Community halls As of July 24, community halls may begin renting facilities (if they choose) for events that comply with Stage 3 requirements. As halls are operated via a license agreement with the County, staff will assist hall boards in navigating new public health regulations, protocols and procedures.
“Haldimand County continues to take a gradual, phased approach to re-opening facilities that align with provincial guidelines and keep the safety of staff and the community top-of-mind,” said Mayor Ken Hewitt. “As more facilities re-open and gathering restrictions loosen, I ask that everyone remain patient and continue being vigilant in their efforts to combat the virus,” Hewitt noted. Hewitt noted that community efforts to date have largely influenced Haldimand’s progression into Stage 3.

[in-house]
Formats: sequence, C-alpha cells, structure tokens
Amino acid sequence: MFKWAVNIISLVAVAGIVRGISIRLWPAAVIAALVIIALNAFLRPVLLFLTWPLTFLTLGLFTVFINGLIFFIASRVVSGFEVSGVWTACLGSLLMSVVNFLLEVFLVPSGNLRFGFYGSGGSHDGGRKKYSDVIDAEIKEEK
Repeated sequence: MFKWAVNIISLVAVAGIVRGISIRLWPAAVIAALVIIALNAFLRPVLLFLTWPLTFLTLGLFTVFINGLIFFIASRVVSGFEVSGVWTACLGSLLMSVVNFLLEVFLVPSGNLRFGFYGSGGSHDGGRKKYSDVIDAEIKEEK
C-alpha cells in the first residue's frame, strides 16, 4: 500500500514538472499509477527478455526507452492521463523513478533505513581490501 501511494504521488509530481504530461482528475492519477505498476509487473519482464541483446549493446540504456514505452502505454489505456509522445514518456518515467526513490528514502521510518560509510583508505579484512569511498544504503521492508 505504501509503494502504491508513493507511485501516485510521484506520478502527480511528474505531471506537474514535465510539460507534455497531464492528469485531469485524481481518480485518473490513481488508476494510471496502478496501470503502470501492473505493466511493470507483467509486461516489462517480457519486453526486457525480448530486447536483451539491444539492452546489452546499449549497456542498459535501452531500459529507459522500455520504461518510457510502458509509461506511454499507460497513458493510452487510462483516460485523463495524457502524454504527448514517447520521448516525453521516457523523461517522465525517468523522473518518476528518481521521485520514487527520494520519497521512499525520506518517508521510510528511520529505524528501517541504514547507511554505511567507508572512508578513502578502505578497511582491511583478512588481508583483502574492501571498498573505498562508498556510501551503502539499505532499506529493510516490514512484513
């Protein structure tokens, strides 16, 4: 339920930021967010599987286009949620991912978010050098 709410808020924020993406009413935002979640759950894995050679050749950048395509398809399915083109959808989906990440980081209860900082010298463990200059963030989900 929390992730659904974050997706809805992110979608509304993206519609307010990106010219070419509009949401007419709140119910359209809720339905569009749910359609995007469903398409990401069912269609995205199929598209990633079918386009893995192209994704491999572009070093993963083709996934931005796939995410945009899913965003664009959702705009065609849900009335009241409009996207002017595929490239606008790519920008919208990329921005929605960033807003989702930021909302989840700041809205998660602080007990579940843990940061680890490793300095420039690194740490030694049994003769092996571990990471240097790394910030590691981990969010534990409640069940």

Members of the public are encouraged to follow the County on Facebook/Twitter and check HaldimandCounty.ca/COVID-19 regularly for the most up-to-date information on municipal services, facilities and related COVID-19 details. Other helpful information – including frequently asked questions and key contacts – is also available on this page.
As parents and children look for interesting and innovative ways to fill their summer days this year, Haldimand County is taking a virtual approach to programs and activities.